November could be rated as a month of uncertainty and dilemma for bank customers as, although for a short time, commercial banks moved to pass on to them the obligation to pay a 16.5 percent Value Added Tax (VAT) on ‘some’ services charges.
In what could best be described as a battle of supremacy between the banks and government agencies like the Malawi Revenue Authority (MRA), the consumer was seen as the ultimate victim.
Controversial as the VAT might be, its passing to the consumers brought about anxiety, especially that, already, the cost of other basic commodities remained elevated coupled with a continued dwindling of buying power.
In Malawi, especially at this point, no one would yearn to pay an extra cost one anything else, more especially on transactions of the hard earned money.
Albeit the growing concerns of the every skyrocketing cost of living, On November 1, the banks went ahead to revise their charges on non-banking services, reflecting the tax.
They said it was in accordance with the amendment of the Taxation Act which was passed earlier by Parliament.
As such, the banks, or rather some, decided to pass on the task of payment of the required tax to the consumers, a decision which was latter reviewed by individual commercial banks.
For example, MyBucks Banking Corporation announced that from current account bank cheque issuance, be attracting fees of K34,950 from K30,000, bank statement per page would attract K6,408 from K5,500 while a draft would be sourced at K23,300 from K20,000.
However, three weeks later, the banks have published fresh statements indicating a downward review of the service fees where, in some cases, the charges are below the initial charge.
For MyBucks Banking Corporation, current account bank cheque issuance will now attract K27,000, bank statement per page will attract K5,000 while a draft will be sourced at K15,000.
Earlier, NBS Bank customers were advised that they would be paying K5,825 for a savings account statement after factoring in the VAT but its recent statement indicates that the service will only attract K2,500 before VAT.
National Bank of Malawi and Ecobank, which did not revise their fees at the beginning of the month, have also recently issued statements highlighting reduced charges on certain fees.
For example, Ecobank has reduced the charge for ATM cash withdrawal to K250 from K300 and same-year statement for a savings account to K2,790 before VAT from K6,000. National Bank has also reduced statement – within – a month per page to K1,500 from K4,370, among others.
But why did the banks move to effect the changes in the first place, only to review their rates days later?
Bankers Association of Malawi Chief Executive Officer Lyness Nkungula rates the earlier decision by the banks as business-oriented.
But the revision was in reaction to the customers’ outcry over economic hardship.
“In the first place, the fees were not raised. It was just the inclusion of VAT. VAT is supposed to be borne by the consumer and banks in this case are the collecting agents.
“The reduction in fees means reduction in income for the banks. Since this is individual bank’s business decisions, it must have been well analysed and agreed by the shareholders and management,” she said.
She said this is a crucial time when banks are driving digital banking and financial inclusion campaigns which can be hampered if bank services are deemed to be expensive.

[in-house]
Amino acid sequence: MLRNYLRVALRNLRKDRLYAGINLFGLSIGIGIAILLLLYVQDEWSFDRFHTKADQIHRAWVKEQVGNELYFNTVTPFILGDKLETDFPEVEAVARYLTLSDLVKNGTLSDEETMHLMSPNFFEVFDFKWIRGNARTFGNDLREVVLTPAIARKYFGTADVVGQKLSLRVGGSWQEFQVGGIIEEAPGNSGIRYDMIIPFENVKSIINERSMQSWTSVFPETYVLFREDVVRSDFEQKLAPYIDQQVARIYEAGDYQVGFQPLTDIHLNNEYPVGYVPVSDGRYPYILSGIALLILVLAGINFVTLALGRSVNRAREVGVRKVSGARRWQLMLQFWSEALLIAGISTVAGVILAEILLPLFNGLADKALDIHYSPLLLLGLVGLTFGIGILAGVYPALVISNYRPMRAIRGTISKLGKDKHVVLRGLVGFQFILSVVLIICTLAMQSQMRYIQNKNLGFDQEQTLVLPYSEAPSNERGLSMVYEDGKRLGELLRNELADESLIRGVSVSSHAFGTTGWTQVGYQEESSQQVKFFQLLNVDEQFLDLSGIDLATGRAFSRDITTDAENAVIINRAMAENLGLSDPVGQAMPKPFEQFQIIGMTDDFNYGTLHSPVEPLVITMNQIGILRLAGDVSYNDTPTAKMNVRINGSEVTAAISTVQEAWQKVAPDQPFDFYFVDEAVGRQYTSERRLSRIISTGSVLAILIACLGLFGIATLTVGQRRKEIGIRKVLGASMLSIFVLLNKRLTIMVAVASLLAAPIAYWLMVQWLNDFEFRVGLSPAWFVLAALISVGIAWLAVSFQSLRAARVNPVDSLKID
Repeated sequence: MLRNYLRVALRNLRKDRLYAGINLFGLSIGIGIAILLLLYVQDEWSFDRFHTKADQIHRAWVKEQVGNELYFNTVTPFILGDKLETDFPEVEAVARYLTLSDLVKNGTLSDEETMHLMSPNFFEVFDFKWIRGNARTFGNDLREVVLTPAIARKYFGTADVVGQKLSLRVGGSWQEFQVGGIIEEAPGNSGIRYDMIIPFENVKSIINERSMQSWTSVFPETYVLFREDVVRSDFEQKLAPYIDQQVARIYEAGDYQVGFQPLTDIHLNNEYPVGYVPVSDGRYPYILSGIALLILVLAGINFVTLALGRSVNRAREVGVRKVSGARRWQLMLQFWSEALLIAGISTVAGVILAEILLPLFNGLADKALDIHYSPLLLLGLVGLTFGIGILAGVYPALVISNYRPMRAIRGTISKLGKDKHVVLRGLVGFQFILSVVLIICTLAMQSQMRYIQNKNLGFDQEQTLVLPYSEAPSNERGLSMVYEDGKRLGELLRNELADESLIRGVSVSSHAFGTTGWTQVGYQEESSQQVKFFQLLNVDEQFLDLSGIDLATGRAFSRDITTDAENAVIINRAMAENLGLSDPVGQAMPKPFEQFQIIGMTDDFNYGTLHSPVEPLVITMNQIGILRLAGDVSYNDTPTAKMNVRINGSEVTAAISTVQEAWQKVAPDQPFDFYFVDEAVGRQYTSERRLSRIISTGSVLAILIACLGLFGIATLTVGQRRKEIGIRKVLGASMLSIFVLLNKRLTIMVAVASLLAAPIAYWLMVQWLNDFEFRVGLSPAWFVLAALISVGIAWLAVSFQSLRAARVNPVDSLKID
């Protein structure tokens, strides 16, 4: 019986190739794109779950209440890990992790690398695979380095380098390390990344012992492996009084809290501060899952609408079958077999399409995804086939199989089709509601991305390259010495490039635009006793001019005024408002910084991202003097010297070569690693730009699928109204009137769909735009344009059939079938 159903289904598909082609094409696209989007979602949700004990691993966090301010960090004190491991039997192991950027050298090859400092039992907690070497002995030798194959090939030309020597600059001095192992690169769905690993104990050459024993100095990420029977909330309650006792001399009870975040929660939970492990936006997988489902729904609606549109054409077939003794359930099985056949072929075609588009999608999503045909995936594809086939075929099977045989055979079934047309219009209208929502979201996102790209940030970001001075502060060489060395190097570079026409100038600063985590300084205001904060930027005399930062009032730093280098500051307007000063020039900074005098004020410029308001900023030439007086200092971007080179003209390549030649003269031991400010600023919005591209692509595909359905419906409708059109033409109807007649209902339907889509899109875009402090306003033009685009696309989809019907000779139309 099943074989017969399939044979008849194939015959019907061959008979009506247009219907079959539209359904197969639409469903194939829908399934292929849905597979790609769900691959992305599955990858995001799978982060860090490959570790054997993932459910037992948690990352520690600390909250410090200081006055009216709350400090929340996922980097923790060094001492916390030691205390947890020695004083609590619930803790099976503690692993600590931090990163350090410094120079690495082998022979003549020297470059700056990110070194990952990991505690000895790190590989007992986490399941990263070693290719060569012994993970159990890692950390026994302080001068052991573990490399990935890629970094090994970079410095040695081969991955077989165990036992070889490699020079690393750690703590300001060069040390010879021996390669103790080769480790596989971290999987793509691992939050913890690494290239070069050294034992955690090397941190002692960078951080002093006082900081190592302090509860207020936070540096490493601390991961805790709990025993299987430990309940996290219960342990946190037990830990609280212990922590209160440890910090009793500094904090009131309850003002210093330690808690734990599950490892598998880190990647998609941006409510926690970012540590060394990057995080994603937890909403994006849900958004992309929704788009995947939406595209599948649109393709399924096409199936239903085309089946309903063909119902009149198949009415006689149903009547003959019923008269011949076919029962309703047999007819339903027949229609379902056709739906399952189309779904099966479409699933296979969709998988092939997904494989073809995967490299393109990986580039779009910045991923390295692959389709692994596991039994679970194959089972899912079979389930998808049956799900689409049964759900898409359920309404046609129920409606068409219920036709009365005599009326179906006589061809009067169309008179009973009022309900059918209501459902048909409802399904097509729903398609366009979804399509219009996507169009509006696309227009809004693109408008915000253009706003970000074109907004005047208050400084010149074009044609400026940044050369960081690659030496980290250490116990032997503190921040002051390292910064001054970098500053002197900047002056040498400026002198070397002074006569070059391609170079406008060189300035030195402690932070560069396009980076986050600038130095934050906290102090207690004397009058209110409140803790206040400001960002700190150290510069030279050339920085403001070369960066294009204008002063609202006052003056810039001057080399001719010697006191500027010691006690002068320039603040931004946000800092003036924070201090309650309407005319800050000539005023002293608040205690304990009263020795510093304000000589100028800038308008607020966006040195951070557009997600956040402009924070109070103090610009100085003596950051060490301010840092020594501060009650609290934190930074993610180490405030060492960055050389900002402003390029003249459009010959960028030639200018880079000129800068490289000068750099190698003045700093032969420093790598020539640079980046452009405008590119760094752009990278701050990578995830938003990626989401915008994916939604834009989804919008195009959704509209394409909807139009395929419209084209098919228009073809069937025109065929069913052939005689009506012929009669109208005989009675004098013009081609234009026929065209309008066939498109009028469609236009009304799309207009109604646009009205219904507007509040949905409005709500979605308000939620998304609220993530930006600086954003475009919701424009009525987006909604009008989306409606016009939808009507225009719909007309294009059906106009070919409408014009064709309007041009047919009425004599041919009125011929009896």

But MRA officials are on record to have said that the amendment to the VAT Act did not introduce any new Vat and, thus, banks were not supposed to pass it on to consumers.
The revenue collection body has maintained its narrative all along, faulting the banks for peddling what it called misinformation.
When contacted last week, MRA Head of Corporate Affairs Steve Kapoloma said the banks were within their legal mandate to make their decisions, adding that they had been remitting their taxes to the authority as required by the law.
Nonetheless, the banks will not be bound to refund the money deducted when the rates were adjusted, according to spokesperson for the Ministry of Finance, Williams Banda.
Moving forward, Banda says while businesses are free to make decisions motivated to make profit, banks should not hide behind taxes when increasing their rates.
“Our understanding was that those non-banking fees already have VAT since the law says VAT should apply. The only thing that banks needed to do was to start remitting the Vat to MRA.
“We cannot comment on whether the increase in the fees is justifiable or not because business in Malawi are at liberty to charge the fees they think makes sense for their business. However, when they do that, they should not hide behind Taxes,” he said.
He says the VAT Act is clear in that it mentions all services or goods where VAT should not apply (exempt or zero rates supplies).
Anything that is not mentioned, according to Banda, means there is standard rate VAT.
Non-banking services are not on either exempt list or zero-rate list hence they have always been taxable at the standard rate of VAT of 16.5.
The conversation over the Vat on banking services has clearly reflected the glaring knowledge gap on taxation and financial issues.
It is clear that while the country is advancing the financial inclusion narrative, the gyre widens.
With a recent FinScope Malawi Survey showing that 67 percent of adult Malawians have no bank accounts, it is high time ‘prohibitive’ bank charges be looked at a matter of concern.